Victoria’s Secret’s Bold Rebrand: Inclusion Over Hypersexualization


Victoria’s Secret, the iconic lingerie brand, has been known for over two decades for its seductively tantalizing annual fashion show extravaganza, riding high on a concept of allure molded by a male perspective. The annual spectacle was prominently marked by supermodels like Naomi Campbell strutting down the runway, donning sparkling Swarovski-crystal wings, risqué thongs, and million-dollar fantasy bras.

However, following a four-year break, the famed brand made a striking comeback on Wednesday evening, implementing a sweeping transformation of its traditional fashion event. The revamp constituted a dual feature: a fashion show and a sneak-peek into a documentary-style film spotlighting 20 internationally renowned creatives, which paid homage to a diverse range of body shapes.

Prominent models like Winnie Harlow, who lives with a skin condition known as vitiligo, graced the event, presenting the fresh designs. The renewed show also utilized headless mannequins, representing various body types, to display the creators’ ensemble.

The much-awaited Victoria’s Secret World Tour, scheduled for a global broadcast on Amazon Prime Video on September 26th, signifies the company’s most significant marketing venture in the past half-decade. The move is aimed at modernizing the brand’s previously hypersexualized image, which rendered it inconsequential for many women, consequently leading to multiple years of sales slump.

As part of its rejuvenation efforts, the marketing approach of Victoria’s Secret has undergone massive alteration, now prominently featuring fuller-figure women in advertisements and store mannequins. The product range has expanded to incorporate mastectomy bras and comfortable sports bras. The stores have undergone a refreshing makeover, featuring vibrant lights and soft pink walls. The brand has bid farewell to its famed supermodel “Angels”, replacing them with an eclectic group of ten women from diverse backgrounds, who have been providing valuable inputs to the brand and promoting it across social media platforms.

For Brazil-born supermodel Adriana Lima, a long-standing Victoria’s Secret Angel, her motivation to be a part of this transformation comes from a personal space. With her daughters nurturing aspirations of modeling, she appreciates the evolving representation and celebration of women in unique stages by Victoria’s Secret and other brands.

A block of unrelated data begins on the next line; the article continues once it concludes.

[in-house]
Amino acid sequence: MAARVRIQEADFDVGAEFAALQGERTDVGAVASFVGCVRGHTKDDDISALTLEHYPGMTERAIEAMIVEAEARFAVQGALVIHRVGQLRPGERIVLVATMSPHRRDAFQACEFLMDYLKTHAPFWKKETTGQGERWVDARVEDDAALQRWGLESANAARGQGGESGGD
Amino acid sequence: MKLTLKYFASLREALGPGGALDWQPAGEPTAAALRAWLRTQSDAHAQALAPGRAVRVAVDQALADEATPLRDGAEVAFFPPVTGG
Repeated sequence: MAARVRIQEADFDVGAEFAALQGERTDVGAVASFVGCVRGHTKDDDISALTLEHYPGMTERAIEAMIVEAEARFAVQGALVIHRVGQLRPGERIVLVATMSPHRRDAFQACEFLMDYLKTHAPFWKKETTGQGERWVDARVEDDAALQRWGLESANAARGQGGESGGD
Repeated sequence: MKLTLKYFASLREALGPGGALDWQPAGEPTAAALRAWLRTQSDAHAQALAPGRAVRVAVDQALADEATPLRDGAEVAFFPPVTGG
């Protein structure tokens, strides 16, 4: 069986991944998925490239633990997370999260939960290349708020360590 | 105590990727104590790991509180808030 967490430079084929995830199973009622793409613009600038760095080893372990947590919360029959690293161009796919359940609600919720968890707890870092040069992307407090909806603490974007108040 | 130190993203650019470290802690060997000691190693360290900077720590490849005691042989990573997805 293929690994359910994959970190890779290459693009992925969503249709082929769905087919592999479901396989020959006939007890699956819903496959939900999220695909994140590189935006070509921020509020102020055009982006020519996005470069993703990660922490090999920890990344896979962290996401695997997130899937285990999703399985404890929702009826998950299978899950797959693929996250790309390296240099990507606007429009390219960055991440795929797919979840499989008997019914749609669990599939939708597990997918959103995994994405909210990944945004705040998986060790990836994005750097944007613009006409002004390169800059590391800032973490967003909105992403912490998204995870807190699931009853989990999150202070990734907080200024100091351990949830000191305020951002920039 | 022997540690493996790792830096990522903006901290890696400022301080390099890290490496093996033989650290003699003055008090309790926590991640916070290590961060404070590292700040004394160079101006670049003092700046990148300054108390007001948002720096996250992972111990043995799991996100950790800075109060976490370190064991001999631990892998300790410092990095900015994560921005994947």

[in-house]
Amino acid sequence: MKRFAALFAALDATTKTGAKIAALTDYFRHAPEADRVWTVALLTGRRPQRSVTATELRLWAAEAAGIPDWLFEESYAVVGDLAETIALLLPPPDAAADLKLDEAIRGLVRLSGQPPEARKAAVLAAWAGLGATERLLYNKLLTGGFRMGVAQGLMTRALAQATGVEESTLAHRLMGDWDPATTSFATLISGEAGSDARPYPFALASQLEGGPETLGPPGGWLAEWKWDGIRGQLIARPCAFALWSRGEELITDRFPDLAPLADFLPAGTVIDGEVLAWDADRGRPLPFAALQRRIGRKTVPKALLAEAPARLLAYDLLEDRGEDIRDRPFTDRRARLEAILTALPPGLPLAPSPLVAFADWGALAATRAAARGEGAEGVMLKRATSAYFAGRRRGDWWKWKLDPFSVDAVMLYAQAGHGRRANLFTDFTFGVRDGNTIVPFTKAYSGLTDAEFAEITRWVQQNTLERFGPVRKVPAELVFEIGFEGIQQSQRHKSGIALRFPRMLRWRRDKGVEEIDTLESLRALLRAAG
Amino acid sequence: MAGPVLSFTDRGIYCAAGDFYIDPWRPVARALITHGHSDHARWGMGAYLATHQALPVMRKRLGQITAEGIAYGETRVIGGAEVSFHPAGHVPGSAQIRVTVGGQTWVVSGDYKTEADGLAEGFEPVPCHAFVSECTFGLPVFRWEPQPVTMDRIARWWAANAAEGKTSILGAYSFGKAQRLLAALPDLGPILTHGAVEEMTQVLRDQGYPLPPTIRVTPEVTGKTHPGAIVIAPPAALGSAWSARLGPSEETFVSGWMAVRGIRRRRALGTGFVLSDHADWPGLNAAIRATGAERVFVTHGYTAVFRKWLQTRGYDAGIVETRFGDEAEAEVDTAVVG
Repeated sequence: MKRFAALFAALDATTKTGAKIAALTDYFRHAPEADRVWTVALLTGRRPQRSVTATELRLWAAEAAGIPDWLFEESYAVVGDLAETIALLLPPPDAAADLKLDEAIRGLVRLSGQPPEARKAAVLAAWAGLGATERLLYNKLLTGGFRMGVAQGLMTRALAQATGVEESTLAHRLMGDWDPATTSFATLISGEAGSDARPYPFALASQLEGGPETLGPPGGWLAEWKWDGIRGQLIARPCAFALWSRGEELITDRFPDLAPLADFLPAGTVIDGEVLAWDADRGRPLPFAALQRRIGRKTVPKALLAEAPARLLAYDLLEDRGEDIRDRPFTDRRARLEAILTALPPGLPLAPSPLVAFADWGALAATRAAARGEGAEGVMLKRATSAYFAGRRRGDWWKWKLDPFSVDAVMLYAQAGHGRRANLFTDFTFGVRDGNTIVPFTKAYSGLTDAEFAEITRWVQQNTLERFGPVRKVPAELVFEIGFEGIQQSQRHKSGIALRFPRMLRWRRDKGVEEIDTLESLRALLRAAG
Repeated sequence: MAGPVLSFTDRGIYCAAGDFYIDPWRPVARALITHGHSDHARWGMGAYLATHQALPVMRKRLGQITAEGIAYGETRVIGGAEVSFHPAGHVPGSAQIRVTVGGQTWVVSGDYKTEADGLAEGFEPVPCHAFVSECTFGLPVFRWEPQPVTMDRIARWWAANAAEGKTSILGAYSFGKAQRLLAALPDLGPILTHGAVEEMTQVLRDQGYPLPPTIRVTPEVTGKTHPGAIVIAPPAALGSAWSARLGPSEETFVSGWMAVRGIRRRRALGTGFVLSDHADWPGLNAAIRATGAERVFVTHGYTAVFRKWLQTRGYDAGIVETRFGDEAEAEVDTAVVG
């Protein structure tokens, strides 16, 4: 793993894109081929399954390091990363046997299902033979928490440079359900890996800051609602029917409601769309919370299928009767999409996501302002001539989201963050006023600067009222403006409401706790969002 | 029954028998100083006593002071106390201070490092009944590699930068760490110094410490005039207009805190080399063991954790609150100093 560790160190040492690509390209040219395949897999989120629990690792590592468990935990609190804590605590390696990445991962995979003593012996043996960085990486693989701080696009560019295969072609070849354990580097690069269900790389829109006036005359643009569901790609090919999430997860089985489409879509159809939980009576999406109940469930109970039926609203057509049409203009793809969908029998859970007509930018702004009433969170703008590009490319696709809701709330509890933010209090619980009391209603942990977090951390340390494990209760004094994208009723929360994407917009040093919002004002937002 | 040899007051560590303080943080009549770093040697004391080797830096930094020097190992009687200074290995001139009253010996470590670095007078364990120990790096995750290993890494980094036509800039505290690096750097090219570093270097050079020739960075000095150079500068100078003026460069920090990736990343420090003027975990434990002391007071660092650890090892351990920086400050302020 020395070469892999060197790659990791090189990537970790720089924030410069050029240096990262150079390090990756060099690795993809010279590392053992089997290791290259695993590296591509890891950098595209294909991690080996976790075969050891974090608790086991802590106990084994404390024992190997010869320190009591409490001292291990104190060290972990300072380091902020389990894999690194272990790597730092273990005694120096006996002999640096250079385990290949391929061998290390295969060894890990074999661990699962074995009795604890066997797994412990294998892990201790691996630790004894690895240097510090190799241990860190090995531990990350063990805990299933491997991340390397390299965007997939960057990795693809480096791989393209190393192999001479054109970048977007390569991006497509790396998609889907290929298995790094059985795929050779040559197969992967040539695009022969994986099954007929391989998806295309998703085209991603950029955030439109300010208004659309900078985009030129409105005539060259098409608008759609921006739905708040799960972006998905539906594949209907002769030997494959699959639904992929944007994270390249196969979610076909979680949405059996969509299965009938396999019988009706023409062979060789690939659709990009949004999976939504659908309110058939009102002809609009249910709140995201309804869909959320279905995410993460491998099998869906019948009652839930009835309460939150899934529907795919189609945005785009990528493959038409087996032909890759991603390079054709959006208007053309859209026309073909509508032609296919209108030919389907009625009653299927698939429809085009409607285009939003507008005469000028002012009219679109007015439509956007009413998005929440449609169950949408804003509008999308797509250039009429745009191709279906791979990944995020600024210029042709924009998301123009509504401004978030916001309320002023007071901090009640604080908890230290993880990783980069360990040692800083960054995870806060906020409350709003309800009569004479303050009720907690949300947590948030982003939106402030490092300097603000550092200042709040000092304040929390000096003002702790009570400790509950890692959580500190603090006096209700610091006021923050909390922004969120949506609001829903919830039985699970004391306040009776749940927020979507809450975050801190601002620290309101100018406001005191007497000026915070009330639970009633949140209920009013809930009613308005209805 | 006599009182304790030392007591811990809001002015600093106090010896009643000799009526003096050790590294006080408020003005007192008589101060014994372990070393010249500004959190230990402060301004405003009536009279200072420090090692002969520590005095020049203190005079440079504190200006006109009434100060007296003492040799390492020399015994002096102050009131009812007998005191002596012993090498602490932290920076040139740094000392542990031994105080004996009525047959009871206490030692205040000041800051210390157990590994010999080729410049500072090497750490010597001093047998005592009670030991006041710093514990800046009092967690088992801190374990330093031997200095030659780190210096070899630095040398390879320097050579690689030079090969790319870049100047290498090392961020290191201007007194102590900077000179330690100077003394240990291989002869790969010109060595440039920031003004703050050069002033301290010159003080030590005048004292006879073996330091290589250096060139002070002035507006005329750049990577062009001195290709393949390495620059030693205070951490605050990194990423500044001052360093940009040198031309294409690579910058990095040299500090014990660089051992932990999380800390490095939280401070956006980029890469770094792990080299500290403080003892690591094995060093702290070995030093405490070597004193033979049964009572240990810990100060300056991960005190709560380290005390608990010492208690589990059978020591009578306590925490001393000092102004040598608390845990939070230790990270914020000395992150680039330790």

The lingerie giant, however, still has significant challenges to overcome. Despite holding the position of the largest lingerie brand by sales in the U.S, its market share has decreased considerably from 31.2% in 2017 to 18.7% in 2020. This decline was furthered by emerging competitors like American Eagle’s Aerie and various online startups that advocated inclusivity from their inception, offering more comfort.

Last year, in an attempt to boost its market presence, the Reynoldsburg, Ohio-based company acquired online competitor, Adore Me, for $400 million in cash. Disappointingly, Victoria’s Secret continued to experience a drop in sales for the quarter ended July 29, with the forecast suggesting a continued plunge for the rest of the year.

The brand’s CEO, Martin Waters, expressed to analysts that the company’s revival was a progressive journey which would require time. He acknowledged that the ongoing brand revolution and implemented strategies would not yield immediate results, nevertheless, he expressed confidence in navigating through current uncertainties and envisages clear opportunities for growth in the future.

Long before its infamous downfall, Victoria’s Secret enjoyed an unprecedented run of success. It was conceived in the late 70s by Roy Larson Raymond, who was uncomfortable purchasing lingerie for his wife. The brand was later taken over by Lex Wexner, founder of Limited Stores Inc., renamed as L Brands in 2013. From the mid-90s, Victoria’s Secret spectacularly dominated runways and digital spaces with its supermodel squad.

Its fortunes began to change for the worse in 2017, with the advent of the #MeToo movement, as women started seeking brands which positively celebrated their bodies. This inevitably resulted in a decline in the long-standing popularity of Victoria’s Secret’s hypersexualized image, leading to a plummet in its sales figures. The brand’s marketing chief, Edward Razek, resigned the subsequent year, followed by the company announcing a reevaluation of its fashion show.

In 2021, Victoria’s Secret formally split from L Brands, becoming an independent public company. While the company continues its uphill battle to reclaim its former glory, it now faces the challenge of simultaneously upholding newer values of inclusive body positivity, without losing its uniqueness in the saturated lingerie market.

The fashion event offered a teaser of the Victoria’s Secret new film, featuring both the creators’ looks and a couture collection designed by the company’s team. The platform provided Victoria’s Secret with the chance to re-establish its cultural relevance, not only in fashion but also in art, music, and popular culture. The event culminated with the brand’s core mission: a commitment to uplift and celebrate women on a global scale.


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